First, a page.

CHILLICOTHE — With a young unit, especially one that got to a stage that no other unit inside its program reached since 2003, it takes the experience of getting there before one can actually break through.
And in a Division IV, Chillicothe I District Semifinal contest between the Reedsville Eastern Eagles’ baseball program, the Clay Panthers’ baseball program simply ran into an opponent that was better on Wednesday evening as Clay fell to Eastern Meigs, 13-2, in a bout that was ended in five innings via mercy rule.
However, the loss didn’t dampen the spirits of fourth-year head coach Marc Cottle, especially considering that the Panthers, who finished with a 19-7 record in 2018, weren’t even supposed to appear at the aforementioned juncture to begin with.
“It just wasn’t our night,” Cottle said. “I knew that we were up against a buzzsaw, and I knew that we had our hands full. We talked to their coaching staff earlier, and found out that they had 11 seniors. The bottomline is that Eastern Meigs hit the ball. They not only got their hard-hit line drives to fall, but some of their bloopers fell in. I just give credit to them. I’ve watched their coaching staff, and they’re one of the best coached teams around.”
Eastern Meigs, who handed No. 2-ranked Whiteoak — the second Southeast District competitor that advanced to Division IV, Region 15 competition in Lancaster with its own 10-0 mercy rule victory over Waterford later Wednesday evening — its only loss this year to date, came flying out of the gates as the Eagles used back-to-back-to-back singles from Christian Maddox, Matthew Burchett, and Austin Coleman to jump out to a 1-0 lead. Nate Hurst then followed with a two-RBI single three batters after Coleman’s RBI base knock to put Eastern out by a 3-0 tally after an inning of play.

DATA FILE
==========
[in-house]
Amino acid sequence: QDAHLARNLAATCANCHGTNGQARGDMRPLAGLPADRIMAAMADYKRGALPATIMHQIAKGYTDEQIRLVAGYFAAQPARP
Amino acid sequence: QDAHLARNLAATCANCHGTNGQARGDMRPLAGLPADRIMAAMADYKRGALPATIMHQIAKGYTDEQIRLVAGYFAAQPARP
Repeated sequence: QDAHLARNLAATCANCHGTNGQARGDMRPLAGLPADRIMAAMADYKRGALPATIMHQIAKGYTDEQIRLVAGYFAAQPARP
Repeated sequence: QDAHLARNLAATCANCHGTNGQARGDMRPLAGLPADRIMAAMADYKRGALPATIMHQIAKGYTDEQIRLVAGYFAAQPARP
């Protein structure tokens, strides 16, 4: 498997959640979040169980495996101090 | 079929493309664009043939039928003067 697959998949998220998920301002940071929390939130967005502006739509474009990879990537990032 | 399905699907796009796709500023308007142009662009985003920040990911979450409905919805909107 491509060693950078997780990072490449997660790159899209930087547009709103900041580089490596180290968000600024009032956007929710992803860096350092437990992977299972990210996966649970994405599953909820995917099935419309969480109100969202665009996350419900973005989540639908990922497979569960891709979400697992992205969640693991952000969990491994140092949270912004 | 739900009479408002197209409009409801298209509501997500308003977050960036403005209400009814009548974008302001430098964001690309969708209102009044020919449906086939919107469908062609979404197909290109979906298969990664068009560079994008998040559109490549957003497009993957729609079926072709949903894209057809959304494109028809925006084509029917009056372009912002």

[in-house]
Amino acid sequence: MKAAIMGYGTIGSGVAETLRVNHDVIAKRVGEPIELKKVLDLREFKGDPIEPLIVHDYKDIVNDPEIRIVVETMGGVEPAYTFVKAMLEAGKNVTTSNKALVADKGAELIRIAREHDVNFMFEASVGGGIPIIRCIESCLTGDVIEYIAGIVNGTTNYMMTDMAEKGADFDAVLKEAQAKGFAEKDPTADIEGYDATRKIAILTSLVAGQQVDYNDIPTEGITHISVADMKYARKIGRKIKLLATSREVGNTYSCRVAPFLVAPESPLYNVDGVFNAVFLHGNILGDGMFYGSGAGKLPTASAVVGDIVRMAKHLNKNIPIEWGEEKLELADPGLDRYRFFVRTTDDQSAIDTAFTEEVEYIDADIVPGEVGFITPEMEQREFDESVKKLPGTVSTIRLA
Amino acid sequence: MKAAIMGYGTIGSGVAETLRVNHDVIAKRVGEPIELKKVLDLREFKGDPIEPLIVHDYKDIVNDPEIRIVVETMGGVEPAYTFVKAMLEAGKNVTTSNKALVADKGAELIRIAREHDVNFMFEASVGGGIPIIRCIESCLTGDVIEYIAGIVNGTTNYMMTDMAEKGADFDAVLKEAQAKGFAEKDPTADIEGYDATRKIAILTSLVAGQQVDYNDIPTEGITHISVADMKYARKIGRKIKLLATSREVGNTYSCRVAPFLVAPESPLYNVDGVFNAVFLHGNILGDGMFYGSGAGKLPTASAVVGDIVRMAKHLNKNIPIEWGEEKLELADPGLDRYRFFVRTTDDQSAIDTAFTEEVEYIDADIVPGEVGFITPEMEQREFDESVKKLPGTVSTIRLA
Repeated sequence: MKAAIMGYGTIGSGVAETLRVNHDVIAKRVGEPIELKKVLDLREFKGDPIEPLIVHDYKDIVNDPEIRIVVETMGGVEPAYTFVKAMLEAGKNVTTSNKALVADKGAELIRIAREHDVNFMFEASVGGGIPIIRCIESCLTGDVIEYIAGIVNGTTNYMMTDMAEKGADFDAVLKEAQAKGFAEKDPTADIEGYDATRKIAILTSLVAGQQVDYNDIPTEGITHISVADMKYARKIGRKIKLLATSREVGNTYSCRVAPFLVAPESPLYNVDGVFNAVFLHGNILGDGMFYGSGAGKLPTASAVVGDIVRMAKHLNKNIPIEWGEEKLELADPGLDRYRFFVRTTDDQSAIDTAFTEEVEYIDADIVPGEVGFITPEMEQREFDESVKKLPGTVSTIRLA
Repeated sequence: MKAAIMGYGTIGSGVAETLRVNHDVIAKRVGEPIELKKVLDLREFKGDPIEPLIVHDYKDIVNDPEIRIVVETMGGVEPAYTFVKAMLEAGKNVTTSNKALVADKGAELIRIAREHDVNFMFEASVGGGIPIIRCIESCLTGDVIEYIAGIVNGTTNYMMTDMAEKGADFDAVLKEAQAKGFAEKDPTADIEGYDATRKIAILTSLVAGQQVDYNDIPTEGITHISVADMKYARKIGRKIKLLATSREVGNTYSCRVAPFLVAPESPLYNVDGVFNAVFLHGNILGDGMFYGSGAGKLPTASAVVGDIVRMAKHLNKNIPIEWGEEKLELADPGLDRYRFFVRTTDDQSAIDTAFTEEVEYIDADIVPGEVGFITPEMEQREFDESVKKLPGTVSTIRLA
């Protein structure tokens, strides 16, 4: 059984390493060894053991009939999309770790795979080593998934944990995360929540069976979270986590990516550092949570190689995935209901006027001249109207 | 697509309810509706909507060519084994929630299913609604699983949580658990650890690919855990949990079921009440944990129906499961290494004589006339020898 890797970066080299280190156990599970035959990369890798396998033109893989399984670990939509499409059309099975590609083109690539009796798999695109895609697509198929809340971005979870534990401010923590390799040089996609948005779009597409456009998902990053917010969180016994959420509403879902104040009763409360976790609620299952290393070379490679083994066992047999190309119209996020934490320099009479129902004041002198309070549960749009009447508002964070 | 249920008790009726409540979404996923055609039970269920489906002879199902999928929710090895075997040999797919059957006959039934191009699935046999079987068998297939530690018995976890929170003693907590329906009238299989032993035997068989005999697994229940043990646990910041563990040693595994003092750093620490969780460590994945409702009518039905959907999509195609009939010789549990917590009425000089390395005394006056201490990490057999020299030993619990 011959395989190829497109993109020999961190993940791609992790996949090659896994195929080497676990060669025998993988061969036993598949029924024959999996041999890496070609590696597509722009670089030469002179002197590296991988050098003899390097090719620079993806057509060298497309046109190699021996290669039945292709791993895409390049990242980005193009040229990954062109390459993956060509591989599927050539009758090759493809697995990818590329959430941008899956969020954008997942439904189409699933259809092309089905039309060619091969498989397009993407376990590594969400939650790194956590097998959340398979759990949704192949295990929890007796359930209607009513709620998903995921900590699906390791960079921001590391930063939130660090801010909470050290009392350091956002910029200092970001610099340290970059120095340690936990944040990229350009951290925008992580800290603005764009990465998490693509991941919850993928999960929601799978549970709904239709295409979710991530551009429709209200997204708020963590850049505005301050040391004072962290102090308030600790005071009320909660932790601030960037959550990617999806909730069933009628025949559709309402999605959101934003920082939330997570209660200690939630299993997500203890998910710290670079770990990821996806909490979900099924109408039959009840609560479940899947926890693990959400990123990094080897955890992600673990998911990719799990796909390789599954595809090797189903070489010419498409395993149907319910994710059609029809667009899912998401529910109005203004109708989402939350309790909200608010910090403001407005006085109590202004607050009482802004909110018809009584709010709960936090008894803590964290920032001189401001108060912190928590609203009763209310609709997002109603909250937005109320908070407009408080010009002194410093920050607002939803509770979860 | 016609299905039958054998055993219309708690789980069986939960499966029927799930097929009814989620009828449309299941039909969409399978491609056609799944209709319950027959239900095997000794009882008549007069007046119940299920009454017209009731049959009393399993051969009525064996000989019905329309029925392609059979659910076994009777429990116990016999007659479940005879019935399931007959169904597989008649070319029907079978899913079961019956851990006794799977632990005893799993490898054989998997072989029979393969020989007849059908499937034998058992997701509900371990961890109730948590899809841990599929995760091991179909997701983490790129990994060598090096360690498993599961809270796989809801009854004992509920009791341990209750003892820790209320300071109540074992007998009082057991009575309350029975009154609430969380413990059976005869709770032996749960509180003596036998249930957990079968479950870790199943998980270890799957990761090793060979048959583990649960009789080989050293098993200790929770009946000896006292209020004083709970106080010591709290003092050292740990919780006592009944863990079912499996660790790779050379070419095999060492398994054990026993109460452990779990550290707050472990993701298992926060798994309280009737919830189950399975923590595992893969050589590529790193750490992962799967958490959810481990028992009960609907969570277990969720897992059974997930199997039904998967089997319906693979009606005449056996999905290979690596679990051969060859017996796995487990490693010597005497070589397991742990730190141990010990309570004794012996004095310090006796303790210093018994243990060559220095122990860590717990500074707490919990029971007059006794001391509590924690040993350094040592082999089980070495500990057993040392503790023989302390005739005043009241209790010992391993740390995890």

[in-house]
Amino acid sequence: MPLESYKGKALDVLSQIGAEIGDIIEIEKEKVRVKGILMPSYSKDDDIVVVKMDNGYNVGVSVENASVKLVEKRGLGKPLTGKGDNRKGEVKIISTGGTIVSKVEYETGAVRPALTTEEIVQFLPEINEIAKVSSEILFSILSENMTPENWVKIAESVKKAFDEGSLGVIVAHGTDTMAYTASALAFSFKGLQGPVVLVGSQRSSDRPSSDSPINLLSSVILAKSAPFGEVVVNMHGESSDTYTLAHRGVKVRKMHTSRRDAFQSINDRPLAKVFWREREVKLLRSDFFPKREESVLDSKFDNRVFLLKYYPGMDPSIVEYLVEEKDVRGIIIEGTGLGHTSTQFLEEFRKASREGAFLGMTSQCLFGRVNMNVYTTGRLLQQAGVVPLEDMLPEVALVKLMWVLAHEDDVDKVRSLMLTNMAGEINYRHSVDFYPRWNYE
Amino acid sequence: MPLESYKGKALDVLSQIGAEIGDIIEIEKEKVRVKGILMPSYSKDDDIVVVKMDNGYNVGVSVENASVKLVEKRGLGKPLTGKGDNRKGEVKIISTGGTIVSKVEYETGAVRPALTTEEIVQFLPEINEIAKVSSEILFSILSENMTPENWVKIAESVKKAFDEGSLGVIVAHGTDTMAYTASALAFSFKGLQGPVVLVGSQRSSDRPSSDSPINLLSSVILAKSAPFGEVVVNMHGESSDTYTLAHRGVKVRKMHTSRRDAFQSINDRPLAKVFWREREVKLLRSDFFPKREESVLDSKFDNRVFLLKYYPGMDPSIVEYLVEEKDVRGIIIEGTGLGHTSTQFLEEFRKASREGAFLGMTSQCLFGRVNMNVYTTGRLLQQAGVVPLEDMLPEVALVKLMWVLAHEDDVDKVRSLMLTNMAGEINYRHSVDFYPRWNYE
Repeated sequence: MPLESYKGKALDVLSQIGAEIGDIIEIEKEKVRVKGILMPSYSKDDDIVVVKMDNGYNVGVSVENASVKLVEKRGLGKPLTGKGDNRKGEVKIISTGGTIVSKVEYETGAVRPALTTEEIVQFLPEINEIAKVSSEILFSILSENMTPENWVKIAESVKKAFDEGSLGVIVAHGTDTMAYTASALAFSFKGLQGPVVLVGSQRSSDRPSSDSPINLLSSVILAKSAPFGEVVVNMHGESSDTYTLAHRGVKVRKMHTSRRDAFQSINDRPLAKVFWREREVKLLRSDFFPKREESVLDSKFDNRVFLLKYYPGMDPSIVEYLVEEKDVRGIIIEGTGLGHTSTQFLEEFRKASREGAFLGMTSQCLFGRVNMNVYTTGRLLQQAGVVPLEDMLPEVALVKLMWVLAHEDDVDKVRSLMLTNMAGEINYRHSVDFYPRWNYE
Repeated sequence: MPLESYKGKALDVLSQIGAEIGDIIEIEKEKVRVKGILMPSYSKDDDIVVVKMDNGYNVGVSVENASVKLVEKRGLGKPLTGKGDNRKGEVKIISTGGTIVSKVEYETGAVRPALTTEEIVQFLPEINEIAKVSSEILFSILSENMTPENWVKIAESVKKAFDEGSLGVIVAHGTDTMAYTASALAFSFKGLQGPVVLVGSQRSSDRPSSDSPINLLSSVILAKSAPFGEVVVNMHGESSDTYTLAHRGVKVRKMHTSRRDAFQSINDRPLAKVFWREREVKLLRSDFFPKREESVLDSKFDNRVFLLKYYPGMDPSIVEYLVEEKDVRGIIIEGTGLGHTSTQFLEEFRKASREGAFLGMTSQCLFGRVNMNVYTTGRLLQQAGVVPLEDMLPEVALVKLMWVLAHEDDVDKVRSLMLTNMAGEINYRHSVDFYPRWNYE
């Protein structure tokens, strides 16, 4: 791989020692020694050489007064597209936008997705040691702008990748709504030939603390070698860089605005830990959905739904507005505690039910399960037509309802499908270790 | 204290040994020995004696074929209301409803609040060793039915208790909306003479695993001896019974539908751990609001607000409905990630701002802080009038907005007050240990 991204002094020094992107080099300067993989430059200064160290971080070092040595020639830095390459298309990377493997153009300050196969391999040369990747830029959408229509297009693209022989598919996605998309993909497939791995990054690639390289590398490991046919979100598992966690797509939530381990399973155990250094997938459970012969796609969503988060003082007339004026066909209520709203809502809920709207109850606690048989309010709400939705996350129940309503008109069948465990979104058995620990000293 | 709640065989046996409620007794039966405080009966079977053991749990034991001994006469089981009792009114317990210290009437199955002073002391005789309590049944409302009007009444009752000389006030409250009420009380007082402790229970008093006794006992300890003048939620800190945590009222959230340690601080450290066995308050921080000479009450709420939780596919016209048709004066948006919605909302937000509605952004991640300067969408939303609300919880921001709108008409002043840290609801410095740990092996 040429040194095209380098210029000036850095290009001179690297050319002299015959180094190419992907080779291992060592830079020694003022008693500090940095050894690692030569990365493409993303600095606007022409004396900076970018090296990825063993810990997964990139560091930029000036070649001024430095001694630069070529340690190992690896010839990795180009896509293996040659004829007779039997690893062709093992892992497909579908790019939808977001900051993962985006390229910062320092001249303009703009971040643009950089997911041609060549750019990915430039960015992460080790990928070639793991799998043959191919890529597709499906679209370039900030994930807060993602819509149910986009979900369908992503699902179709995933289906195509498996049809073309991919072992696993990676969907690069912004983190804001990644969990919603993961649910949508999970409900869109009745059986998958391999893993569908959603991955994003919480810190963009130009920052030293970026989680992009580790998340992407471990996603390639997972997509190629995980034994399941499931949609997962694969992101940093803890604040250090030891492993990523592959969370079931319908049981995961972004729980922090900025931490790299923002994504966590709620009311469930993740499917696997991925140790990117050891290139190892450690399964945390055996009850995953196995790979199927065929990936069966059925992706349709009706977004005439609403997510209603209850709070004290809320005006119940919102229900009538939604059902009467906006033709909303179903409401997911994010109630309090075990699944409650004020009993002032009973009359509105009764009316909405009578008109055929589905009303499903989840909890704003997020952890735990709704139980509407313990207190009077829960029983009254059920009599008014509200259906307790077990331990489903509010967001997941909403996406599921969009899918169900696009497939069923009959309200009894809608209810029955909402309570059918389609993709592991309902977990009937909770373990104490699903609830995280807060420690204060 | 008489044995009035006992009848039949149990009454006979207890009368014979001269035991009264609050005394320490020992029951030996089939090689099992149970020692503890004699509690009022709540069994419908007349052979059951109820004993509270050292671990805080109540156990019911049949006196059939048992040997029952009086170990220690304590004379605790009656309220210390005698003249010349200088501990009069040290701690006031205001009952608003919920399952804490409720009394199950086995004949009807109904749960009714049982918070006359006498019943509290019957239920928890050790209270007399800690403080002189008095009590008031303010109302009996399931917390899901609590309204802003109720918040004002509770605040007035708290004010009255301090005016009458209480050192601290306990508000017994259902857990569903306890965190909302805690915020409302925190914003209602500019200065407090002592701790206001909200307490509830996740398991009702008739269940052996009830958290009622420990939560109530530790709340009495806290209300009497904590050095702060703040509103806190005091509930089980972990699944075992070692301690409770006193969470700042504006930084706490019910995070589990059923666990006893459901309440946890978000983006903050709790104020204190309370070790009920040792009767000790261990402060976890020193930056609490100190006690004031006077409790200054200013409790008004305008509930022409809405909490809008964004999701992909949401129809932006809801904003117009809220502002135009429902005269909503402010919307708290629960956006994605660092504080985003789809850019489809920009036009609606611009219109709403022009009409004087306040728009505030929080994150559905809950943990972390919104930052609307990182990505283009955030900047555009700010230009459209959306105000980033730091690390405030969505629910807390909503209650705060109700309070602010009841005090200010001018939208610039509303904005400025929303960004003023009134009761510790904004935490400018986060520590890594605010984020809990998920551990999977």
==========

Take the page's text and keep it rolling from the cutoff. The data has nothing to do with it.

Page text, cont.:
The Eagles’ impressive hitting display, however, was just beginning.
After walks by Coleman and Ethan Richmond to lead off the bottom of the third frame, a single to left field by Kaleb Hill scored Coleman and an outfield error allowed Richmond to come around in the same sequence while Hill motored his way to second base. Hurst followed with his third RBI of the game with a base hit to right field, and Owen Arix followed three batters later with a single of his own to score Hurst as Eastern took a 7-0 lead after three innings of play. Singles by Coleman and Hill, and a bases-clearing triple by Mattox, ultimately allowed the Eagles to take a 13-0 lead after four innings of work.
“Eastern Meigs was lights-out tonight,” Cottle said. “I was hoping that we would keep it close, and that if we did, we’d have a chance to keep it close there at the end, but it just didn’t work out that way.”
Despite the deficit, Clay, to its own credit, kept fighting. With one out in the top of the fifth frame, Reece Whitley drew a walk, Dakota Dodds singled back up the middle of the diamond, and McGwire Garrison doubled to left field to drive in Whitley as the Panthers fought desperately to keep the game alive. Shaden Malone then drew a walk, and with one out still on the board in the frame, Evan Woods drove in Dodds with his 6-4 RBI groundout to put Clay within a base hit from extending the contest.